Art & Oncology: Unexpected Intersections At the Masaryk Institute on Žlutý Kopec

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Brno is no stranger to unusual art exhibitions in unusual settings. Brno Daily’s Cathy Khoury-Prinsloo reflects on the curious intersection of art and oncology at the Masaryk Institute on Žlutý Kopec. Photo credit: Cathy Khoury-Prinsloo.

In Brno art is omnipresent. In the museums, galleries and churches. Even in the coffee shops, where art hangs on every wall and it’s almost imbibed into the bloodstream.

We sip and glance, satisfying two appetites simultaneously.

And then Brno ups its gallery game several notches, offering an exhibition in a setting that messes with notions of easy art consumption, and redefines the concept of appropriate art spaces.

Like the Masaryk Institute of Oncology. This hospital is currently exhibiting paintings by Romana Štrynclová on the walls of the second floor, right between the Mammogram and ECG department, and also alongside the specialist oncologist rooms.

Štrynclová’s paintings here predominantly feature women. On one wall there are three bold, striking works depicting nude women. For a split second these works may seem to some to be insensitively chosen, given the location.

This is simply because a mammogram sometimes reveals terrible, albeit life-saving news about a woman’s body. On this hospital floor some women will begin a difficult journey leading to drastic surgery, affecting their quintessential female shape. Some women will lose one breast, some will lose both.

Perhaps these thoughts may prompt an initial uncomfortable, awkward reaction. Perhaps it also partially depends on whether you are a patient or a visitor.

A closer look, however, dissipates the discomfort, because there is a definite sense of female solidarity about the paintings. Sometimes the treatment of the nude figures is quite abstract and stylised, sometimes it is figurative, gentle and sensual, but it is never photo-shop faked nor sleazy.

In one painting called Naked, a sitting woman holds the reclining body of another woman across her lap. This is a most unconventional, non-traditional Pieta. Both women are nude, and the identical multi-coloured treatment of the skin, plus the similarity of the arm and legs of the two bodies, emphasizes that they are the same kind of creature. One is nurturing, the other needs nurturing.

The suggestion of female solidarity in these paintings is supported by the accompanying poems by women poets beneath many of the works.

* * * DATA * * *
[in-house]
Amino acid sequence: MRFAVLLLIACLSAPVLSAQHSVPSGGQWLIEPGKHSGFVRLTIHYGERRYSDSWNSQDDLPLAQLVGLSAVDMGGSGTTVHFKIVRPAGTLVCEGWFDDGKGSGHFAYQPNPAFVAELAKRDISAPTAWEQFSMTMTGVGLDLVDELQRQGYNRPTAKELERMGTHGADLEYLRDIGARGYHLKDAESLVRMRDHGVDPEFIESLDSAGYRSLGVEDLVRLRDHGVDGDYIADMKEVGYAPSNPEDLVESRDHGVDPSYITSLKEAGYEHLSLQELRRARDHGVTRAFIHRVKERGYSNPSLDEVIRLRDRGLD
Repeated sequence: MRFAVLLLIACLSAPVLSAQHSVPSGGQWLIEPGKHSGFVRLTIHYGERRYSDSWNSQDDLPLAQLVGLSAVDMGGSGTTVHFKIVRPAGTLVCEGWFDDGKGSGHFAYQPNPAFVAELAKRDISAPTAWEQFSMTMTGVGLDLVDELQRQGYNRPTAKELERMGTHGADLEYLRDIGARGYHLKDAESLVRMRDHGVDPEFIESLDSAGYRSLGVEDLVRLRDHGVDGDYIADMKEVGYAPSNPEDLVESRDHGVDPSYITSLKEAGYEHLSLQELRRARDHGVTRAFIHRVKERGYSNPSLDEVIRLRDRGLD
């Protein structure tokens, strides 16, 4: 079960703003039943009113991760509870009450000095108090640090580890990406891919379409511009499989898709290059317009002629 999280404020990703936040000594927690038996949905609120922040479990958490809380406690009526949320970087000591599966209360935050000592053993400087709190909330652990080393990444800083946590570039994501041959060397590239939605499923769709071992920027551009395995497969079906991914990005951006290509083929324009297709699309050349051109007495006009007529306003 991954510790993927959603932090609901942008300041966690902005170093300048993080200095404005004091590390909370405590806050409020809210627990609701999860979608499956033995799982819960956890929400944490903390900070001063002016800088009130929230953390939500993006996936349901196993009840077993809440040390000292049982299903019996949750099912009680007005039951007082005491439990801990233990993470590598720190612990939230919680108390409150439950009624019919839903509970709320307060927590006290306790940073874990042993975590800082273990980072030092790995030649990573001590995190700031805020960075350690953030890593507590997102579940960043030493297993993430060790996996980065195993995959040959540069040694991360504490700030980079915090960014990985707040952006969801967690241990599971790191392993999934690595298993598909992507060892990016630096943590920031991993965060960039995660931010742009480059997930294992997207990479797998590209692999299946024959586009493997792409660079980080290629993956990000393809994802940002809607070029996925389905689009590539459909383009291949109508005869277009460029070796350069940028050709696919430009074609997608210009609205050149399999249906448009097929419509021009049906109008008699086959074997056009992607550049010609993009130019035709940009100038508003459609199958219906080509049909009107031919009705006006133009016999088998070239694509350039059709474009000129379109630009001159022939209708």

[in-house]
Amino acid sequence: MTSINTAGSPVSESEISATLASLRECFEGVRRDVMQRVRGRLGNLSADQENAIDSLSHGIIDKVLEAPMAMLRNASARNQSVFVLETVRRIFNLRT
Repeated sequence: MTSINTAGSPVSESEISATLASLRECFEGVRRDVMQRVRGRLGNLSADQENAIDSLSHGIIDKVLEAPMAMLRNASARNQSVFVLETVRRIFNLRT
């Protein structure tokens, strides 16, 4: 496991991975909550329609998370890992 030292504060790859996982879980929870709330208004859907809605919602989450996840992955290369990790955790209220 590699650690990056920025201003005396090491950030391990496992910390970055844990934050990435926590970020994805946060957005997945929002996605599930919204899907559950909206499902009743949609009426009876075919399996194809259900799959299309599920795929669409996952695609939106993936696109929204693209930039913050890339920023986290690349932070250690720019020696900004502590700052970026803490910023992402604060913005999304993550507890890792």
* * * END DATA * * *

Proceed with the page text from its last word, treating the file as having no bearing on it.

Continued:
Štrynclová explains that “In 2010, the writer and poet Sylva Lauerová approached me to paint the cover of a compilation of poetry by 44 contemporary female Czech poets. The cover inspiration was the poem ‘The Queen of Tears and Blackberries’ which was also the book’s title. The book was published in April 2010 and I began to read the other poems with interest, and for inspiration. Of course, interpretation is difficult. The choice of poems and painted motifs are influenced by my life and perception, while the poets may have different ideas and feelings.”

Štrynclová’s most joyous nude portrait is called Stella, and shows a heavily pregnant young woman holding up a cat to rest against her head and shoulders. There is delightful humour in the grumpy look on the cat’s face, contrasted with the happy expression on the woman’s face.

The cat clearly feels that he/she is in charge, and disdainfully rests its paws against the woman’s face. And what about feelings of the third character in this painting – the unborn child? It’s such a celebratory, sensuous painting. There is a sense of the unborn child participating in the mother’s enjoyment. The large tummy is painted warm shades of gold and ochre and leans upwards. The accompanying poem Stella by Karolina Minarová gives us some clues:

“You got up early again,

You hum a tune,

You dance.

The cat purrs on your shoulder,

Pride slumbers in it.

You smile,

The morning sickness and irritability are gone,

You breathe.

Bare body,





The fruit of all our loves,

At the end of a whimsical summer,


Like a vine.


Outline of nudity,

Memory of yesterday,

Before your birth,


Štrynclová explains that “I asked the poet Karolina Minárová to write Stella after the publication of the poetry collection. My friend, her future baby girl and the cat Stáňa feature in it.”

In this case the painting has preceded the poem, although mostly it is the other way around.